Meta-Analyses of Epigenetics Risk Factors for Heart Disease Prevention: NOS3 Human Gene Variations Across Different Race-Ethnicity Groups

Monday, 28 July 2014: 7:40 AM

Nien-Tzu Chang, PhD, RN1
Shyang-Yun Pamela K. Shiao, PhD, RN, FAAN2
Lisa Delacruz, MN, RN2
(1)Department of Nursing, College of Medicine, National Taiwan University, Taipei, Taiwan
(2)School of Nursing, Azusa Pacific University, Azusa, CA

Purpose: The purpose of this presentation is to disseminate current evidence on population genome health, through meta-analyses of epigenetic risk factors, for heart disease prevention. Ischemic heart disease (IHD) is the major leading cause of deaths worldwide. Epidemiological studies have revealed the association between nitric oxide synthase 3 (NOS3) gene mutation variations with increased risks of IHD in various populations in the world.  NOS3 is a gene affects metabolism in the urea cycle of the methylation pathways, critical for preventing systematic inflammation as an epigenetics risk factor for heart health.

Methods: Literature searches, quality scores for the studies, and inter-rater evaluation on data coding was completed to ensure data accuracy for pooled meta-analyses.

Results: Preliminary analyses include a total of 49 case-control studies with13,830 cases and 10,595 controls. The gene mutation variations (GT and TT subtypes) were higher in Caucasians (47.5-64.8%) than Africans (42.9-55.9%), Eurasians (33.9-45.1%), and Asians (13.5–30.7%) across the world, for control and case groups. Pollutions in the world were documented worse in selected European countries from 2004-2009, and in Asia in recent years. Pollution particles smaller than 2.5 micrometers, PM2.5, can pass through lungs, leading to plaque deposits in cardiovascular systems causing systematic inflammation.  For lifestyle related meta-analyses, smoking was associated with an increased risk of IHD (24 studies, 6,889 cases, 5,685 controls, RR=1.68, 95% Confidence Interval = 1.39-2.04, p < 0.0001). The history of diabetes mellitus (RR=3.16, 2.4-4.17, P<0.0001) and hyperlipidemia (RR=2.92, 1.97-4.33, p<0.0001) were associated with IHD.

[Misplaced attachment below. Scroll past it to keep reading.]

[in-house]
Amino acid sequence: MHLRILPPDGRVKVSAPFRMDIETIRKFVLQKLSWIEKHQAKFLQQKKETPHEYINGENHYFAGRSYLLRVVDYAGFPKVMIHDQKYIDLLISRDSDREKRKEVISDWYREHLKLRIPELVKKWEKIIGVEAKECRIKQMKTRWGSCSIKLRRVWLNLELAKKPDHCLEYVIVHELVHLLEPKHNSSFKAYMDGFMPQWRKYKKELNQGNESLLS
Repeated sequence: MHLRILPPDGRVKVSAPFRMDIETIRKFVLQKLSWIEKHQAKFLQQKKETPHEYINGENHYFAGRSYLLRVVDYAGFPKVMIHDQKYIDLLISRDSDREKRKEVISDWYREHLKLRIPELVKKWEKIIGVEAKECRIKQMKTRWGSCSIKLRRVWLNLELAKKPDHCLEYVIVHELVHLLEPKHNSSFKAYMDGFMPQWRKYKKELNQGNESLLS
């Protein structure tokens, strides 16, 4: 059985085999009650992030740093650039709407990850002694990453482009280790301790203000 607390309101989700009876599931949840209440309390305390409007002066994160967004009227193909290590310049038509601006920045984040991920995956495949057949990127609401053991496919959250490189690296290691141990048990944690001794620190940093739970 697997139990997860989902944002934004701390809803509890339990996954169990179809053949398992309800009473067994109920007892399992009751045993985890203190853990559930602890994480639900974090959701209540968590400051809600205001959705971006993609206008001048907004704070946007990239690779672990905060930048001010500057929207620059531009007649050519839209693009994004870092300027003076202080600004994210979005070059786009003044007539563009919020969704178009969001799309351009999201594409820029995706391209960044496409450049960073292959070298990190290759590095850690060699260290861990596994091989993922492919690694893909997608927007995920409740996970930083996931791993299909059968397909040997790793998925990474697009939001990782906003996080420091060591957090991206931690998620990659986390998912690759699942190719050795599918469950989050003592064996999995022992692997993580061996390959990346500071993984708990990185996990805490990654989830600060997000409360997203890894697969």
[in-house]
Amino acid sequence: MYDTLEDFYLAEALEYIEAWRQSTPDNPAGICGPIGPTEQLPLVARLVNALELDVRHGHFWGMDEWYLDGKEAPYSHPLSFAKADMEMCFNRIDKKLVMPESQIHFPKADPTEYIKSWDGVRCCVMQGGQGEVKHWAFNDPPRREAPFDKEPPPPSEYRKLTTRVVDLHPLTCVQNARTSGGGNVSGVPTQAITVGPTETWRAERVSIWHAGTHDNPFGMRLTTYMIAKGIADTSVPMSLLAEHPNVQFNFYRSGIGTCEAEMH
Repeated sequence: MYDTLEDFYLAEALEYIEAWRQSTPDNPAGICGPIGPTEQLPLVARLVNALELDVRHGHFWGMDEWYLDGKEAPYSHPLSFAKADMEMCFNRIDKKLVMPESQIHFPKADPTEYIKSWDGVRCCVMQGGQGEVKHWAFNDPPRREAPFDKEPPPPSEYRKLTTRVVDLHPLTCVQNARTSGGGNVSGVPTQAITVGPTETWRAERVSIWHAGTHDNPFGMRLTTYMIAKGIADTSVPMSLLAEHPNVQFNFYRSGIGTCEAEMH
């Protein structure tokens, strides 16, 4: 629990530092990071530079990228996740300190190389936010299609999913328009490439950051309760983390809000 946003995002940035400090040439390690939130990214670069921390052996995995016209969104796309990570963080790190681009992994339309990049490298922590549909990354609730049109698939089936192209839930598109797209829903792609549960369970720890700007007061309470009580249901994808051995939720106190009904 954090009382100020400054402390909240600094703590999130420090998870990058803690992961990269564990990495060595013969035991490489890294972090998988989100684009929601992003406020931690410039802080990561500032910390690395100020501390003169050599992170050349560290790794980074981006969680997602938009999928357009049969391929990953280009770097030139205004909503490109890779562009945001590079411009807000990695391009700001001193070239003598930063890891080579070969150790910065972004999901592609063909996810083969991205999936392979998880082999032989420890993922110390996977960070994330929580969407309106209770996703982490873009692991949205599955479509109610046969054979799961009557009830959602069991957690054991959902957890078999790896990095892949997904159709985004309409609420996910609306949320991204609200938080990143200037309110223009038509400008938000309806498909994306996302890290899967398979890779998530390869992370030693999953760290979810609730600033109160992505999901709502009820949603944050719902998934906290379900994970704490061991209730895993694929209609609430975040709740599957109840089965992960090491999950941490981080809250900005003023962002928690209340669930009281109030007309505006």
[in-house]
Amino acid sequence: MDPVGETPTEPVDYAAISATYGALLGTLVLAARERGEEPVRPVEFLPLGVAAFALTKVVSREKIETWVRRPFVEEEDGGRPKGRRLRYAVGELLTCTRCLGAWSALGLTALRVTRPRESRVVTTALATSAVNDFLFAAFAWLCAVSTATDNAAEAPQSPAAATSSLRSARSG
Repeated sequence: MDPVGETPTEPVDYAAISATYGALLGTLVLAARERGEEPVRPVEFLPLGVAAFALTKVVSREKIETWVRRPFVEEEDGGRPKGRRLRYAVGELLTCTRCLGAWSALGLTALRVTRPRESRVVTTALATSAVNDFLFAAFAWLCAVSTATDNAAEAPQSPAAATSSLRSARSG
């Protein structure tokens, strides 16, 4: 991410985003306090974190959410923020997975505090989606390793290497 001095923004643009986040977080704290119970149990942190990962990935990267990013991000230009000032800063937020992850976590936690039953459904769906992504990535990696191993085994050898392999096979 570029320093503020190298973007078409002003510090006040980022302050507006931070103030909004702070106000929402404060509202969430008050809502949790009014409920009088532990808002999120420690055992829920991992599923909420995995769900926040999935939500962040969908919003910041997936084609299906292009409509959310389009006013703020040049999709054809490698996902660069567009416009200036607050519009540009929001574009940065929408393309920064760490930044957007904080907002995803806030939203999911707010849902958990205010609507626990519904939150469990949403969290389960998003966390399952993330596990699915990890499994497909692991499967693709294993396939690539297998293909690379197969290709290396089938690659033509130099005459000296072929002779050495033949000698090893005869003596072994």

Conclusion: Wild-type GG subtype (52.5% cases, 59.3% controls) was protective against IHD for all populations combined (RR = 0.92, 0.89-0.96, p < 0.0001).  Future studies are needed to investigate the interactions between epigenetic risk factors, through methylation pathways, and NOS3 gene variations for cardiovascular health in various populations to prevent IHD.